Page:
Amid all the 5G hype, a wide range of vendors continue to look for new growth opportunities for LTE equipment. And two particular areas—fixed wireless access (FWA) and private wireless networks—appear to continue to gain steam.
Specifically, vendors like Ericsson, Nokia and Redline Communications are among those selling LTE equipment for private wireless networks, while vendors like Nokia, Telrad and Baicells have been promoting LTE equipment for FWA. While the two markets (private wireless and FWA) are distinctly different, the arguments for applying LTE in those sectors is generally the same:
There are lots of LTE equipment vendors, which means that providers can mix and match products and won’t get locked into an agreement with one proprietary vendor.
And LTE technology sports a long history of innovations, and improvements to the technology will likely continue well into the future.
Indeed, even as they march toward 5G, the world’s cellular operators continue to boast of significant upgrades in LTE. For example, Verizon recently said it was able to obtain a peak data rate of 1.4 Gbps on its LTE network by using unlicensed spectrum and carrier aggregation technology.
But another major driver of LTE vendor interest in fixed wireless access and private wireless networks is the impending peak of LTE sales to cellular operators. Although 5G remains in its early stages, the technology will eventually outpace LTE—analyst firm Dell'Oro predicted that 5G base station shipments will overtake LTE base station shipments by 2022. Thus, vendors like Nokia, Ericsson and others are hoping to tamp out additional LTE opportunities for all their LTE work.
Vendors generally agree that the private wireless network business is a slow-burning one. Utilities, oil and gas companies, and others often need to build their own wireless networks, often in remote locations, in order to improve their businesses. But such purchasing decisions often take years to play out. Likely as a result, proprietary technologies, or those based on 802.11 technologies, are often employed in this space.
Nonetheless, some companies have already taken the LTE plunge. Atlanta-based Southern Linc for example decided to scrap its aging iDEN network for LTE; the operator offers commercial mobile services in areas of Alabama, Georgia, Mississippi and Florida but also is the gas and electric utility for 9 million customers in the region.
"For 22 years, it [iDEN] has served us very well. But as you can imagine, the network we originally established to provide push-to-talk services has morphed and evolved,” Southern Linc CEO Tami Barron said in an Ericsson report. “Today, it now serves more than 20,000 significant SCADA devices [supervisory control and data acquisition, for gas and electricity customers] that help control the electric grid in the Southeastern United States. The iDEN technology, which was a proprietary network from Motorola, is a narrowband technology, and it is really very limited in terms of the ability to meet the security requirements that are important in today's world."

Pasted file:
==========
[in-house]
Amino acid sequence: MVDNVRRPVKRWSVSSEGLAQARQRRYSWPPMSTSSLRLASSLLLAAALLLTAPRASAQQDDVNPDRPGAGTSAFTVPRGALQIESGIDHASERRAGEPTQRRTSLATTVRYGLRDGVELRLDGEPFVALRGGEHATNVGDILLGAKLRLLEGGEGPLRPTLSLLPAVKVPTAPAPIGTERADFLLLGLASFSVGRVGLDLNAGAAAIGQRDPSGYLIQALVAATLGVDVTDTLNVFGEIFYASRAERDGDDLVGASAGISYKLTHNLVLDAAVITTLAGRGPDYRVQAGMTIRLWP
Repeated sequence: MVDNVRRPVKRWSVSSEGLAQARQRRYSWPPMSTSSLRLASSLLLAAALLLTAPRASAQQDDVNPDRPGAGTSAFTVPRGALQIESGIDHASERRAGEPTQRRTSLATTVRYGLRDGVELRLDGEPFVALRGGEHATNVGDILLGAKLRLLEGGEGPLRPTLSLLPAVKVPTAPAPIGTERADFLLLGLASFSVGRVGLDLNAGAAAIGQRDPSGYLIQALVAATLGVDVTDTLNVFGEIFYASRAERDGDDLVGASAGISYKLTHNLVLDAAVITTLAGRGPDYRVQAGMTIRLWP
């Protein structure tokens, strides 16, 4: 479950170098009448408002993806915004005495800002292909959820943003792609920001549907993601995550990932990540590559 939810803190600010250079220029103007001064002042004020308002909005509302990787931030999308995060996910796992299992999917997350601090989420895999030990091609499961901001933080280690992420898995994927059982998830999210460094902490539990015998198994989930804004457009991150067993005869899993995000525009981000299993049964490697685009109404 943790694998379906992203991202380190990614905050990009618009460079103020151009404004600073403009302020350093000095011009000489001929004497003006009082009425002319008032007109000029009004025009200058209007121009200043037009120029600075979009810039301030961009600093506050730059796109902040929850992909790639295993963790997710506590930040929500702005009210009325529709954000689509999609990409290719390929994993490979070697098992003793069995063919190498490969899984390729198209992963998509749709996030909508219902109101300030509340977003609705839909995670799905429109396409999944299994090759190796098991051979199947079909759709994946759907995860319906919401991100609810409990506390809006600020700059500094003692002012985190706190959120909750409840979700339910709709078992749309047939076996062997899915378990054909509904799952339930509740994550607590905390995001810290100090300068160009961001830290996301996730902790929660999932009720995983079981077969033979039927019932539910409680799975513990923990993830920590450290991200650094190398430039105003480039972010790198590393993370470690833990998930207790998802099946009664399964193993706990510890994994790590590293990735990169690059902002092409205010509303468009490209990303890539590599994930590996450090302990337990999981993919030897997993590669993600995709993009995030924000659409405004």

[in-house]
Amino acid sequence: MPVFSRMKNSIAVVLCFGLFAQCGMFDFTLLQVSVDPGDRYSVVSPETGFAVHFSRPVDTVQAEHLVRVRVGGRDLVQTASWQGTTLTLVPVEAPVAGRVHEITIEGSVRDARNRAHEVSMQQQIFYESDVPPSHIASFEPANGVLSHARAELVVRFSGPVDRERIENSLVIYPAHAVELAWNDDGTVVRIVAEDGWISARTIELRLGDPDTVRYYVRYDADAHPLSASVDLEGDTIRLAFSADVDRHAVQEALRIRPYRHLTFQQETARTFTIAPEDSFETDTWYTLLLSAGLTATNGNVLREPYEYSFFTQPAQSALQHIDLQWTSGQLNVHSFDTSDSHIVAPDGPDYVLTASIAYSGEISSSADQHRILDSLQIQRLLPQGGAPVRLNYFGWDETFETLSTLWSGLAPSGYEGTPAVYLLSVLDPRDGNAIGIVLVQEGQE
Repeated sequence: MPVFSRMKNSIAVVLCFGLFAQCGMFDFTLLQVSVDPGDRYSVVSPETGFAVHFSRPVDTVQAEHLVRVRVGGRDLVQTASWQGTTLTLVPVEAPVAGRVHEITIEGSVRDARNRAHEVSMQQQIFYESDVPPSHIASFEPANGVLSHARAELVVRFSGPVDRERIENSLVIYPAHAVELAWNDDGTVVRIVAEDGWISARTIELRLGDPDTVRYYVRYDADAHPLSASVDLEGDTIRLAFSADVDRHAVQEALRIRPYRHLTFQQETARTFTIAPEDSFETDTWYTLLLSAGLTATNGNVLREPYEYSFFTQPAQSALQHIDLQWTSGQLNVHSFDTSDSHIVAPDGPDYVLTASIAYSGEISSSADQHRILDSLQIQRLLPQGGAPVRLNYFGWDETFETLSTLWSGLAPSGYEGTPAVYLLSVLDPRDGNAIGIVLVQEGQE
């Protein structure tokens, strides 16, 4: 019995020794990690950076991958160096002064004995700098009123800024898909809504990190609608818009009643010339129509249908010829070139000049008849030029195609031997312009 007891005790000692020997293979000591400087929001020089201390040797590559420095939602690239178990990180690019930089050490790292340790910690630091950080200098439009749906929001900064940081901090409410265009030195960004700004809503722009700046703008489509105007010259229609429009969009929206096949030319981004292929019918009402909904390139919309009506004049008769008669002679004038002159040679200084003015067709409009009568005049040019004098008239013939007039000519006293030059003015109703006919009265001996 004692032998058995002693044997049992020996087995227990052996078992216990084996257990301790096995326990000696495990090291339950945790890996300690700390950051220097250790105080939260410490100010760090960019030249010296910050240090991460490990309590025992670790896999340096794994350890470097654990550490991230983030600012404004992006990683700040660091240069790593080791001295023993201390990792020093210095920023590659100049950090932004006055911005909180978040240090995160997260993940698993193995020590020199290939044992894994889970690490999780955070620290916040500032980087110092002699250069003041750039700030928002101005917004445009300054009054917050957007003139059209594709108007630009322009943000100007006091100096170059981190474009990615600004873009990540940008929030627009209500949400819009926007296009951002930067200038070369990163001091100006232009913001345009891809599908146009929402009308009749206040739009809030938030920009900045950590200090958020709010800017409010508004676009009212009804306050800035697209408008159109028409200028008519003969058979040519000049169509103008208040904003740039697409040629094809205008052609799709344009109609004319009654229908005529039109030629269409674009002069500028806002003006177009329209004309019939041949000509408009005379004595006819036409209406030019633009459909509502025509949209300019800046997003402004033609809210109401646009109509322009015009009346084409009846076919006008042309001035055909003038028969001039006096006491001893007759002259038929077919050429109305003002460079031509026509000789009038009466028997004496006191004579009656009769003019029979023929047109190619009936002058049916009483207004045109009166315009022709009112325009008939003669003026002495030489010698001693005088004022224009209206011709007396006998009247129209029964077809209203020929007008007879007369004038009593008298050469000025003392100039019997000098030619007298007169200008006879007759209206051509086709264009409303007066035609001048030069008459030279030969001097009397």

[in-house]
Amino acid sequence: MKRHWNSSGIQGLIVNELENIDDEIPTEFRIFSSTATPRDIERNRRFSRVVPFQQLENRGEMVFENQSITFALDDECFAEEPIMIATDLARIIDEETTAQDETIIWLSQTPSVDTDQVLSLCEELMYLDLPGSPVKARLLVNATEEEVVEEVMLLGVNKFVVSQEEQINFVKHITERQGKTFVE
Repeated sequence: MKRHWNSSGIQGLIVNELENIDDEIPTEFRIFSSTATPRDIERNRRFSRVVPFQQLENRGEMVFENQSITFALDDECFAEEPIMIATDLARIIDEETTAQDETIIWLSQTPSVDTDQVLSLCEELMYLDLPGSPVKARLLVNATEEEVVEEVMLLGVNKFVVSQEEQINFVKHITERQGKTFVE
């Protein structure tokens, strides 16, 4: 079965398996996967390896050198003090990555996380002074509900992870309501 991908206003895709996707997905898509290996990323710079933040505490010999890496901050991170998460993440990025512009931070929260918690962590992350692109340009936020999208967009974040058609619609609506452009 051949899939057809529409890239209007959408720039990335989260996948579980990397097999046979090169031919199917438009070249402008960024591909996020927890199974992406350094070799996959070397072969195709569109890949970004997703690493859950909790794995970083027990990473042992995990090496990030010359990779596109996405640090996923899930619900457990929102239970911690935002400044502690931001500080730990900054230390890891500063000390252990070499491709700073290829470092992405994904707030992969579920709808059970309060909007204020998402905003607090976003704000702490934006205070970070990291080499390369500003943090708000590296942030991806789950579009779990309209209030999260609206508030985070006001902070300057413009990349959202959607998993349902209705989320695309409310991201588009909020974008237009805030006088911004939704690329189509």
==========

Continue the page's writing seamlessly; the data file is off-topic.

Barron said Southern Linc looked at a range of options for its private network for utilities but decided on LTE. “At the end of the day, it was a pretty clear choice that LTE was the platform that was going to be accepted and adopted internationally,” Barron said.
Others are joining Southern Linc. Nokia announced just this week that Brazilian power distributor Elektro will deploy a private LTE network from Nokia “to increase the reliability and efficiency of the electrical grid in the City of Atibaia and surrounding areas in the state of Sao Paulo.” And Redline recently announced that it enhanced its own private LTE offerings to better target the offshore oil and gas and underground mining sectors.
Similarly, a wide range of vendors are working to bring LTE products into the market for FWA. This trend was on display at the recent Wispapalooza trade show in Las Vegas, hosted by the Wireless Internet Service Provider Association, where executives from Telrad and Baicells argued that LTE is becoming a viable option for the thousands of small wireless internet service providers across the country.
That’s a challenging argument to make though, considering LTE vendors in the FWA space face the same challenges as those working to take LTE into the private wireless network space: proprietary options abound, and LTE is often more expensive than those existing, proprietary options.
Nonetheless, vendors like NetComm and Nokia continue to tweak their offerings in order to make them more palatable to FWA shoppers. For example, NetComm recently announced a new LTE residential gateway for FWA that the company said “is easy for the customer to install and yet still ensures optimal performance in locations with good signal reception.”
“The biggest challenge when rolling out a fixed wireless network is making sure the solution can be deployed cost-effectively at scale,” said Els Baert, NetComm’s director of marketing and communications, in a release from the company.
Similarly, Nokia has been working to improve its LTE offerings for fixed wireless services and this week it announced its new Fixed Access Health Index, which the company said “establishes a new metric for measuring and benchmarking the quality and performance of fixed access networks.”
Already, some FWA providers have taken the LTE step. AT&T, for example, is working to deploy FWA services in 2.3 GHz spectrum using LTE to up to 1.1 million homes and small businesses across 18 states.
And at the recent Wispapalooza show, smaller wireless internet service providers like Amarillo Wireless and North Carolina Wireless both discussed their decisions to deploy LTE. Executives from the companies said LTE equipment is often more reliable and capable than proprietary offerings, despite its higher cost.